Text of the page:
What’s Driving the Cost of Car Ownership These Days?
Cars, either for business or personal use, are assets in many ways. Many self-employed individuals count on them to improve their logistics, especially during their business’s early days.
These vehicles can also be good promotional material. Marketing tools like car magnets and stick-on vinyl can significantly increase brand awareness because of the strong impressions they can generate. Just imagine how many people can see the vehicle as it weaves itself on alleys, highways, and urban areas.
Many places in the United States also do not have reliable public transport. The only way to get from point A to point B is by owning a vehicle.
However, the cost of car ownership has been increasing over the years. How can Americans, particularly those that rely on the vehicle for their business, make it more affordable? One option is by looking into the reasons it is becoming more expensive.
Why Are Cars Expensive Now?
Newer generations seem to be less friendly toward cars. In one study, about 16 percent of millennials said they could live without owning a vehicle compared to 9 percent of baby boomers and 13 percent of Generation X. The following demographic, Generation Z, also feel the same way as millennials.
Millennials and Generation Z seem to have greater awareness and social responsibility toward the environment, which somehow affects their behavior toward car ownership. Many also prefer to live in urban places where public transport is more accessible.
However, they also avoid buying a vehicle because of the costs that come with it.
According to the American Automobile Association (AAA), the average cost of car ownership increased by at least 5 percent, which means an owner is likely to spend nearly $10,000 for it. Back in 2016, the average cost was around $8,500, and it was much cheaper in 2015.
Many factors are causing these numbers to soar. The first on the list is the acquisition and car loan costs.
Although one can find vehicles in different price ranges, overall, the average cost of buying one went up for several reasons. There’s the shortage of semiconductors, one of the most vital components on most modern vehicles. Another is the issue with logistics, particularly during the COVID-19 pandemic. Overall, the average cost of buying a car is already over $35,000.
Car loan rates can also have an impact on one’s finances. The figures can fluctuate because the rate is also dependent on the Federal Bank. So far, according to bankrate.com, the interest rate for a 60-month new car was 4.18 percent as of June 30. It was only 4.08 percent on June 9. Meanwhile, used-car loans tend to have a much higher interest rate, which hit 4.49 percent on June 30.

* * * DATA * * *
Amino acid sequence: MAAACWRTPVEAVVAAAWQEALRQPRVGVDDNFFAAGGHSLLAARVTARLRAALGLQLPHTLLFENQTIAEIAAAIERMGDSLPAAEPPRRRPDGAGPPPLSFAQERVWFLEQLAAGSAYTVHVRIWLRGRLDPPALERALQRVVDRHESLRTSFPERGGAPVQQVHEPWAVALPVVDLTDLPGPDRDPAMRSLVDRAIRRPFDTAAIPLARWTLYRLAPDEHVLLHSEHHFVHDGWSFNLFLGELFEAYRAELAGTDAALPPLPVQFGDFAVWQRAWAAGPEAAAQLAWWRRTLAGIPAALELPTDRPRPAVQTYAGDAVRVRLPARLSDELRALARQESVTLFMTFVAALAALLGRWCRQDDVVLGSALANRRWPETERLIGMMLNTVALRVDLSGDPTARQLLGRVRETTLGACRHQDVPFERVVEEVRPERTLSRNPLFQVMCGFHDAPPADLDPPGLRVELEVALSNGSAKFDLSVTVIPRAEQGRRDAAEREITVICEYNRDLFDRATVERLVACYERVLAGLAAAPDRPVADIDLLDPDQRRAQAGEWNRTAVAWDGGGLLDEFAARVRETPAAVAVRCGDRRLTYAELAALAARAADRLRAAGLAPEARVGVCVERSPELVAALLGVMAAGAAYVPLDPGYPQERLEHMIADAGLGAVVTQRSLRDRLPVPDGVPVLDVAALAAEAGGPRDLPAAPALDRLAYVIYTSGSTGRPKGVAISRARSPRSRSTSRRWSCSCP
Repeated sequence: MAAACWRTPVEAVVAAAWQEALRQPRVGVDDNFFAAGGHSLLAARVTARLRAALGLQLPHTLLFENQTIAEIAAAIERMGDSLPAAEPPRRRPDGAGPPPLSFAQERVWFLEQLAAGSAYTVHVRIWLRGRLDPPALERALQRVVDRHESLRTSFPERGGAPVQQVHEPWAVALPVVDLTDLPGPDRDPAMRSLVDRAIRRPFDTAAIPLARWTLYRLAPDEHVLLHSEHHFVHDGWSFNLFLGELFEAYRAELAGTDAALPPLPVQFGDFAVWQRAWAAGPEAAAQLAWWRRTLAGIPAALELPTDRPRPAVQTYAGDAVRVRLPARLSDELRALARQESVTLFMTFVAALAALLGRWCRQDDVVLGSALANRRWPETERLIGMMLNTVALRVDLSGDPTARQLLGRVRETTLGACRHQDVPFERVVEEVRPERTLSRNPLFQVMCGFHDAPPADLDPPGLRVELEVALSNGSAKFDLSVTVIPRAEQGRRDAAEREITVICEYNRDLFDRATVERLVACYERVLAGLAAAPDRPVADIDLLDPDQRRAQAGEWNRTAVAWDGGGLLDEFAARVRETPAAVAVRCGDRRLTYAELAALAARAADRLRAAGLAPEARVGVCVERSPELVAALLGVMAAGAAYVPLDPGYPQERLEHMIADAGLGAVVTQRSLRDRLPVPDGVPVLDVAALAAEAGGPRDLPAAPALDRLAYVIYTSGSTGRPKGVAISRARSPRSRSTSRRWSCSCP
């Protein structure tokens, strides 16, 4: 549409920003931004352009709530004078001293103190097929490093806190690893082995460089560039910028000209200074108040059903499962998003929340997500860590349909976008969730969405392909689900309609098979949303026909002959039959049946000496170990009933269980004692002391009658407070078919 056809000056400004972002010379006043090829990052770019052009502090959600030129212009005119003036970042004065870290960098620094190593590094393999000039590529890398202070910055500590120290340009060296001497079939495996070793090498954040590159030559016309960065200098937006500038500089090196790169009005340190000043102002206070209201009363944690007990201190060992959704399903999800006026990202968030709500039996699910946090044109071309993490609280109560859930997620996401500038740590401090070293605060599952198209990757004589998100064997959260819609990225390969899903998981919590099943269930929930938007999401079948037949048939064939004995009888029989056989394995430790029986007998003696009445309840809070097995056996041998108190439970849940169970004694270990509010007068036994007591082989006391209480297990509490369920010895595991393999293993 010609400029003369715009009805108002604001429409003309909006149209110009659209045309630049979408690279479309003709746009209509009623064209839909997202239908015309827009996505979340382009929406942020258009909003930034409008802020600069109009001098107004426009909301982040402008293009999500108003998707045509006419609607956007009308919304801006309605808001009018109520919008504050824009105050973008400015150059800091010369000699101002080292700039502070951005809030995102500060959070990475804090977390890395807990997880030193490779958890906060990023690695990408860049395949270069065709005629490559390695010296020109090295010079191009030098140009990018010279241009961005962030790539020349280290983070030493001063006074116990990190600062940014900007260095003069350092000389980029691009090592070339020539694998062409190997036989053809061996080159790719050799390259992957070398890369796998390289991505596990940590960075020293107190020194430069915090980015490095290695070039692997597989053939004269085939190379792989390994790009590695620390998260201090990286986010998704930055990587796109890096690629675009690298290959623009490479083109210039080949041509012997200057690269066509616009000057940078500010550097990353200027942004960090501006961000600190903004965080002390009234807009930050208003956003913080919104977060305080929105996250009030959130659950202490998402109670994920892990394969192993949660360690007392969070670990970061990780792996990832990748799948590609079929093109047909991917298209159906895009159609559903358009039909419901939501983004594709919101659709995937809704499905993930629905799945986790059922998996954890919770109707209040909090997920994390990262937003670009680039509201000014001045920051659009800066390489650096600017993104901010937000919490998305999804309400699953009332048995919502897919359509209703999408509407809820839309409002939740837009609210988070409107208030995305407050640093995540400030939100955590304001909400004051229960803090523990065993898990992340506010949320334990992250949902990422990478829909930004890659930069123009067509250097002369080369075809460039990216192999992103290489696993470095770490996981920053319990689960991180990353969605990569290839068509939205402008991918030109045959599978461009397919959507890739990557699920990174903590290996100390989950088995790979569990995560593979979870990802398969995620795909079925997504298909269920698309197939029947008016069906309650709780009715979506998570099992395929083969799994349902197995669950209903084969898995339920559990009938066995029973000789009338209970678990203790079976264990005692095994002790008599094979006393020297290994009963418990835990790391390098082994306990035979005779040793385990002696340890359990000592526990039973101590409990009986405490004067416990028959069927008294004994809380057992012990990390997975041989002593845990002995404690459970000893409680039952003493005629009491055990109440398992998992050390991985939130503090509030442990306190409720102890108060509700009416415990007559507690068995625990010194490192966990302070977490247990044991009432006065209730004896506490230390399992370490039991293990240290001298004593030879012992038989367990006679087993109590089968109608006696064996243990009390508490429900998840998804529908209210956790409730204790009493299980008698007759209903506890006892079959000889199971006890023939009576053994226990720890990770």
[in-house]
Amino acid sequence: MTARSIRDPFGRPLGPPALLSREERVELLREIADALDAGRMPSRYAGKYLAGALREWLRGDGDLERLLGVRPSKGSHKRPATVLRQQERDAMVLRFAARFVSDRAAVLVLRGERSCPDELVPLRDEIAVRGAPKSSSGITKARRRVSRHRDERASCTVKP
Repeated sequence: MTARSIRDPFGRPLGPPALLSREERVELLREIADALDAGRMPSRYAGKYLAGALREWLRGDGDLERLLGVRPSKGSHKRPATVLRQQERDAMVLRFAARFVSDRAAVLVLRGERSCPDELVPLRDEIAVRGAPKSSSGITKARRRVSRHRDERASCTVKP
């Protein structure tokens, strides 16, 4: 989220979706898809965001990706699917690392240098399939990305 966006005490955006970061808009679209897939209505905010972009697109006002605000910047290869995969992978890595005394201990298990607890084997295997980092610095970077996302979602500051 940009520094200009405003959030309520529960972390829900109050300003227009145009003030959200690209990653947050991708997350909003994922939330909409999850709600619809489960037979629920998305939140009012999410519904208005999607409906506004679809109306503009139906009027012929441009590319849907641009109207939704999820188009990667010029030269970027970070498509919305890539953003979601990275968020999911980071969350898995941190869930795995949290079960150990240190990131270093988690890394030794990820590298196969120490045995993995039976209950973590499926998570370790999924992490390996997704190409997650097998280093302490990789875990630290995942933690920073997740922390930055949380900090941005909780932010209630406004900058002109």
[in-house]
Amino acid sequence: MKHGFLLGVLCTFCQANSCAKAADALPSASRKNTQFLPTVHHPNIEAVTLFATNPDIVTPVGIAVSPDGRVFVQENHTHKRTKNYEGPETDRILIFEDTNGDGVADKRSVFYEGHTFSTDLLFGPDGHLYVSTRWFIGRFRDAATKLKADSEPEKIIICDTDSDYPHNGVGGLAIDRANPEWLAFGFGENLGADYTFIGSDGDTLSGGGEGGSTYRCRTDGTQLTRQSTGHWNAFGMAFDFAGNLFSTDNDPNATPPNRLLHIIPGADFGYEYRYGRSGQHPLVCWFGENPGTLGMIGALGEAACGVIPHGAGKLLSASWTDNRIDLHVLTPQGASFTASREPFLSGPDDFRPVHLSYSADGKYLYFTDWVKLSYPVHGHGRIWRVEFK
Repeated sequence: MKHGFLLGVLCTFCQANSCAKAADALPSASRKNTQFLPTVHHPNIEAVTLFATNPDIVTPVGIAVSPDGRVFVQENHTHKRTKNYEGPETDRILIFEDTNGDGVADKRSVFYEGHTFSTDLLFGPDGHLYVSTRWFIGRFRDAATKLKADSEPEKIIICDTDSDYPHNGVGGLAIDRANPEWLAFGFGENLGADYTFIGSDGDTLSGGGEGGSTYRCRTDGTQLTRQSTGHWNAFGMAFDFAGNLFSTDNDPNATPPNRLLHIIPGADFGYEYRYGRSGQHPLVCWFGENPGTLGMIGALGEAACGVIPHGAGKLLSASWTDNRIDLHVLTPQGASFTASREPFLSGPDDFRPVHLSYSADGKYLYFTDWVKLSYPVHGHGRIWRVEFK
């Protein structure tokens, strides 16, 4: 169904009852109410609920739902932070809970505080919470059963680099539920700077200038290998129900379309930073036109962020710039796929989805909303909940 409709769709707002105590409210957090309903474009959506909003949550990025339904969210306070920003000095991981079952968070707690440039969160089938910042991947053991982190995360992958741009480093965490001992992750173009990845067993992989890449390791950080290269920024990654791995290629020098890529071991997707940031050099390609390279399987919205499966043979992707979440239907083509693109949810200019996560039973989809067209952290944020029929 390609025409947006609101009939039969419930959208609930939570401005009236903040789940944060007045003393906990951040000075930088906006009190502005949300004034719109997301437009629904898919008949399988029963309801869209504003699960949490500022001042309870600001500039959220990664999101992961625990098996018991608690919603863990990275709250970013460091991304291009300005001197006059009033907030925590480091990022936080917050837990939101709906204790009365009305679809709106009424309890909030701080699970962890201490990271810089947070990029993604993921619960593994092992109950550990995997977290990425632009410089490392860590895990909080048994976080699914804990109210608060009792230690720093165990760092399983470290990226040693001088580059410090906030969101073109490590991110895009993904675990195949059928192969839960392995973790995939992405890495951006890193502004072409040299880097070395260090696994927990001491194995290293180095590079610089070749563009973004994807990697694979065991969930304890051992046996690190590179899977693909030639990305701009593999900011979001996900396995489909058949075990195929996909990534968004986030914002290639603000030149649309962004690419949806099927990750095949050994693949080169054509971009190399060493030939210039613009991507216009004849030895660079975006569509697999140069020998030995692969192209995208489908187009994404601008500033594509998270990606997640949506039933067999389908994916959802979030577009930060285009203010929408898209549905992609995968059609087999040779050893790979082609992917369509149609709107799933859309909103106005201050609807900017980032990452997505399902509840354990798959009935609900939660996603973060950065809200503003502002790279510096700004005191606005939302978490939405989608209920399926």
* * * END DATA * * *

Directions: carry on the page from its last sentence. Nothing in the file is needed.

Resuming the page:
The following may also be driving (no pun intended) the cost of having a vehicle:
According to the AAA, the average fuel costs increased by 11.6 cents per mile, and in certain states, the high costs are far worse. In Michigan, for example, the average cost per gallon of gasoline went up by almost 50 percent compared to the previous year. Thus, a car owner will end up spending over $3 per gallon today.
2. Car Insurance
In almost all states, one cannot drive a vehicle without any adequate insurance, but even this one is becoming less friendly on the pocket. The AAA report revealed that the average car insurance cost is around $1,190 annually, or at least a $5 increase.
Although a $5 increase doesn’t seem like much, cars today now have a much longer lifespan. The average age of vehicles on the road is already 11 years. Further, as the vehicle ages, insurance costs may also increase, particularly for used ones.
The average cost of maintenance and repairs also increased by 0.73 cents per mile. A car owner, therefore, may have to spend almost 9 cents per mile. They are likely to spend more if they have a used vehicle.
How Car Owners Can Decrease These Costs
Fortunately, many factors that affect car ownership costs are controllable. For instance, they can shop for the cheapest insurance rates. Vehicles with no history of accidents or tickets may also be candidates for discounts.
Those who use their vehicle for business can also write it off as an expense. If the car is solely for entrepreneurial reasons, they can reduce their tax liability up to the total cost of the vehicle. Otherwise, they can claim a portion of a personal vehicle as a business expense. Either way, it can significantly help decrease one’s tax due.
The bottom line is that while car owners can still pursue many ways to bring the costs down.